Faced with a hobbled housing market and plummeting demand for its products, Cemex will temporarily shutter its Brooksville North cement production plant by the end of year, company officials confirmed Monday.
“Most” of the employees will be transferred to Cemex’s Brooksville South plant on Cobb Road, but some will be laid off, Cemex spokeswoman Jennifer Borgen said.
“We’ve had a severe downturn in the housing market, and we’re taking the necessary steps to meet those challenges,” Borgen said. “Now, unfortunately, we made the tough decision to idle our Brooksville plant.”
The company plans to reopen the plant on U.S. 98 north of Brooksville “when conditions improve,” Borgen said.
Borgen, a Houston-based spokeswoman who evacuated to Dallas as Hurricane Ike threatened, couldn’t cite the total number of employees working at the Brooksville North plant, how many will get pink slips or what kind of severance package they will receive, if any. Borgen said she’d heard employees were informed of the move Friday but couldn’t confirm that.
Local Cemex officials directed media inquires to Borgen.
The company is moving forward with a $230 million project to build a new cement kiln at its Brooksville South facility on Cobb Road, Borgen said. The second kiln was expected to add some 30 jobs to the company’s roughly 200-member Hernando work force. It now appears those positions will be filled with existing employees.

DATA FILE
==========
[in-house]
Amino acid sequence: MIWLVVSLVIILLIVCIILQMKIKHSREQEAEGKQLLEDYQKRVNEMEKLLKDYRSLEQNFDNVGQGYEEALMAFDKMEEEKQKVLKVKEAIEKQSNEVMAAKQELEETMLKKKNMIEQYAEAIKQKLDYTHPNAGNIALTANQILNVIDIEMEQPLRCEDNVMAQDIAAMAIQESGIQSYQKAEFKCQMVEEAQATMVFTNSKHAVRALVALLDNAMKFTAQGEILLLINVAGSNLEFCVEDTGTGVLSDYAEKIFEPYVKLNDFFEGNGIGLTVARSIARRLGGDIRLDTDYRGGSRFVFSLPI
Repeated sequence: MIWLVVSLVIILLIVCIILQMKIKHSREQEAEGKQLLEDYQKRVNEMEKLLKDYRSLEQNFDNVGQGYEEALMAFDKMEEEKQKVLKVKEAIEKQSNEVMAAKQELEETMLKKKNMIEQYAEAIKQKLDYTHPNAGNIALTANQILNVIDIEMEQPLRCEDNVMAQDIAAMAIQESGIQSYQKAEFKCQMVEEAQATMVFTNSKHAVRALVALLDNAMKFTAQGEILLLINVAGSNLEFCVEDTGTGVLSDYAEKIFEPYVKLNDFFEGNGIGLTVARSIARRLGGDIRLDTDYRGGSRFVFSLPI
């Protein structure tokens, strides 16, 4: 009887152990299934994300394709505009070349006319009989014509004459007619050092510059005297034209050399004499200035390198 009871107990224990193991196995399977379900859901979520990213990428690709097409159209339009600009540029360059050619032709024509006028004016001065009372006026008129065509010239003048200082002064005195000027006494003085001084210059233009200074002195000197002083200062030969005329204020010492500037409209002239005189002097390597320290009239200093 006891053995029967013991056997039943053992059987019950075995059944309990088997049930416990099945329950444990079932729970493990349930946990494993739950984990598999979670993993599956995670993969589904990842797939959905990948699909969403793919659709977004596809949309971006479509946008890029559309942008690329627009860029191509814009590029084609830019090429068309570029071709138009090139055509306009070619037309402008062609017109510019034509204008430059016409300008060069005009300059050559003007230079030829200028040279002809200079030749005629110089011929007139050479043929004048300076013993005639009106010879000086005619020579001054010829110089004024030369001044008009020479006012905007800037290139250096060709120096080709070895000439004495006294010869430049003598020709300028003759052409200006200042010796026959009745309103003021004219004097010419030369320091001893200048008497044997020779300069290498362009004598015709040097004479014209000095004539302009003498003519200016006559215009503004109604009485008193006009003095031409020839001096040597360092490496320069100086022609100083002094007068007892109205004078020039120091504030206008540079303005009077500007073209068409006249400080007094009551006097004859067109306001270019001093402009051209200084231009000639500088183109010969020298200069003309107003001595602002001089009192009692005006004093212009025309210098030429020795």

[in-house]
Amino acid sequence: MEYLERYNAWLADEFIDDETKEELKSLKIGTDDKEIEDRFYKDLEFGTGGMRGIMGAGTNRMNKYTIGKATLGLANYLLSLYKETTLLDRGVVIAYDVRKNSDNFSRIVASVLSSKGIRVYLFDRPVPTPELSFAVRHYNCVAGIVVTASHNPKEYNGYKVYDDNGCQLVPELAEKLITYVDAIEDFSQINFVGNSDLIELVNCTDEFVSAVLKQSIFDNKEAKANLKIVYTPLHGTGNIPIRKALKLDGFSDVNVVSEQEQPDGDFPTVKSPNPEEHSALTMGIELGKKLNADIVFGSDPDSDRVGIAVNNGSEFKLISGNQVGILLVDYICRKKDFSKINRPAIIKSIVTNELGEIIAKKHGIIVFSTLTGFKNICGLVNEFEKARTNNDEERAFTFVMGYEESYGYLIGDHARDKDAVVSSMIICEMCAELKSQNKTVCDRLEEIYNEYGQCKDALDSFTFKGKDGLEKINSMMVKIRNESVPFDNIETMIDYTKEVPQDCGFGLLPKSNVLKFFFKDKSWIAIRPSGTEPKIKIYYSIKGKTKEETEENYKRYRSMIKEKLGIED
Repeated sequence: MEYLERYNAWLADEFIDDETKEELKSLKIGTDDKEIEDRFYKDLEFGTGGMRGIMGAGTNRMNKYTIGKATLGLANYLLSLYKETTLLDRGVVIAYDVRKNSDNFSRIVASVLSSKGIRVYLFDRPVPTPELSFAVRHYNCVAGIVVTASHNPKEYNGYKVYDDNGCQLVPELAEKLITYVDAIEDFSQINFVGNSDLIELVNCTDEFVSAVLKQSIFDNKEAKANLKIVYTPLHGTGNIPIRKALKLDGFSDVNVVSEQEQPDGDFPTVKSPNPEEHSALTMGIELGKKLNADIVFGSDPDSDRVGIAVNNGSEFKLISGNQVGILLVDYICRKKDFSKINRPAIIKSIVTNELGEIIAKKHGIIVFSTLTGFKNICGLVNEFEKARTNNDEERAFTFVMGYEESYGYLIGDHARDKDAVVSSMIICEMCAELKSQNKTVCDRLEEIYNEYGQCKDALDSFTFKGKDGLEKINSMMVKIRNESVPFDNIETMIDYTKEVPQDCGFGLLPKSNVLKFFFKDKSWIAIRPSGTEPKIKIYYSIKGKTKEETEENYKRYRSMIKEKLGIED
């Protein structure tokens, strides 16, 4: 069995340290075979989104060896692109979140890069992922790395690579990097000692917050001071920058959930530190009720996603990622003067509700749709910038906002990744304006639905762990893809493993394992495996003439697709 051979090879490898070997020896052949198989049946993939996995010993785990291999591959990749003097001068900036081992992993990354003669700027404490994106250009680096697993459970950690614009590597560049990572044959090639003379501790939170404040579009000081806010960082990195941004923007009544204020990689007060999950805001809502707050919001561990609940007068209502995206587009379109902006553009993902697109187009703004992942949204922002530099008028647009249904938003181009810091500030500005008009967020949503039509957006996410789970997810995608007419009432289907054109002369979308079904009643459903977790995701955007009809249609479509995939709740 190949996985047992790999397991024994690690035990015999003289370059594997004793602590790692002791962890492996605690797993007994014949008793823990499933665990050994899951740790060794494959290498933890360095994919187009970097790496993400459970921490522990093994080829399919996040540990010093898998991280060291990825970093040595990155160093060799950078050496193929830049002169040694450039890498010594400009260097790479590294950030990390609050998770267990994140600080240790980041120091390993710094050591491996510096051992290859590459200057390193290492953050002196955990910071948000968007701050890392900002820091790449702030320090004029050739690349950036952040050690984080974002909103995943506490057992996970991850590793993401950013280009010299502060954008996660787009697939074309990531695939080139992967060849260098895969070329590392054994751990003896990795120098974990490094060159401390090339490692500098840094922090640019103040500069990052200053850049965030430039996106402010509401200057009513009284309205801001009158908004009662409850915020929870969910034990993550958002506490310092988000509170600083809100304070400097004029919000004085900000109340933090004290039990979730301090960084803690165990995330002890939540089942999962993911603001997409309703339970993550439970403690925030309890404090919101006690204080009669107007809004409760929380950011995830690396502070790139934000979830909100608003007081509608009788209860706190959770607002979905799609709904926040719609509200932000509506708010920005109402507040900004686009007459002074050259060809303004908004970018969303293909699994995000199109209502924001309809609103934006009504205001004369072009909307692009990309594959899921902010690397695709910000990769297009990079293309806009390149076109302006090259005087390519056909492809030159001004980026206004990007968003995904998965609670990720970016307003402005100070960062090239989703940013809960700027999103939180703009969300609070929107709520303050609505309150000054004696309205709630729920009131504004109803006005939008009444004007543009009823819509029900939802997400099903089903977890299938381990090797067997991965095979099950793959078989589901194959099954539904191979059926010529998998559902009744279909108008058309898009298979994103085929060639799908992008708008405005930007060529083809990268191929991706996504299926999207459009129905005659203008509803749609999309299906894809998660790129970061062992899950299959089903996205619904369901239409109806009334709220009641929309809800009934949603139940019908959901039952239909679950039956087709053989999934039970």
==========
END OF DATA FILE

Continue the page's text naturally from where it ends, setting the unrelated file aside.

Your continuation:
The company last year bought out Rinker, the Australia-based maker of ready-mix concrete and aggregates, for $14.2 billion. The Brooksville South Plant had been a Rinker facility.
The mining and cement production industries have been among the county’s most stable, said Mike McHugh, the county’s director of business development who worked in the industry before coming to the county.
McHugh said he doesn’t recall a cement plant ever being idled in Hernando County.
“So it certainly speaks to the difficulties in the construction and housing market right now,” McHugh said.
But it also makes sense that the company is moving operations to its new, more efficient facility, McHugh said.
Cemex last week announced total earnings of some $1.25 billion for the third quarter of this year, a decrease of about 3 percent compared to the same period last year.
The company estimates its earnings for the first nine months of 2008 at about $3.55 billion, an 8 percent decline versus the same period last year. About half of the drop of earnings “is the result of the lower expected performance from our U.S. operations,” the company said in the earnings statement.
“We continue to face a challenging economic environment in most of our markets,” Rodrigo Trevino, CEMEX’s chief financial officer, said in the statement. “Volumes during the quarter have been negatively affected by the continuing downturn in markets such as the United States, Spain and the United Kingdom.”
The company projects its domestic cement volume in the U.S. for 2008 to decrease by around 18 percent; ready-mix volume to decrease by about 28 percent; and aggregate products to decrease by about 28 percent.
The continued decline in the residential construction sector is the main culprit, company officials said. That decline, in turn, affects the industrial and commercial sectors.
Foreign-exchange fluctuations, including the depreciation of the Mexican peso, have also taken a toll on earnings, Trevino said.
The news comes as Hernando’s unemployment rate continues to climb, hitting 8.4 percent in July, according to the state’s Agency for Workforce Innovation. The state’s jobless rate is 6.1 percent.
Reporter Tony Marrero can be reached at 352-544-5286 or firstname.lastname@example.org.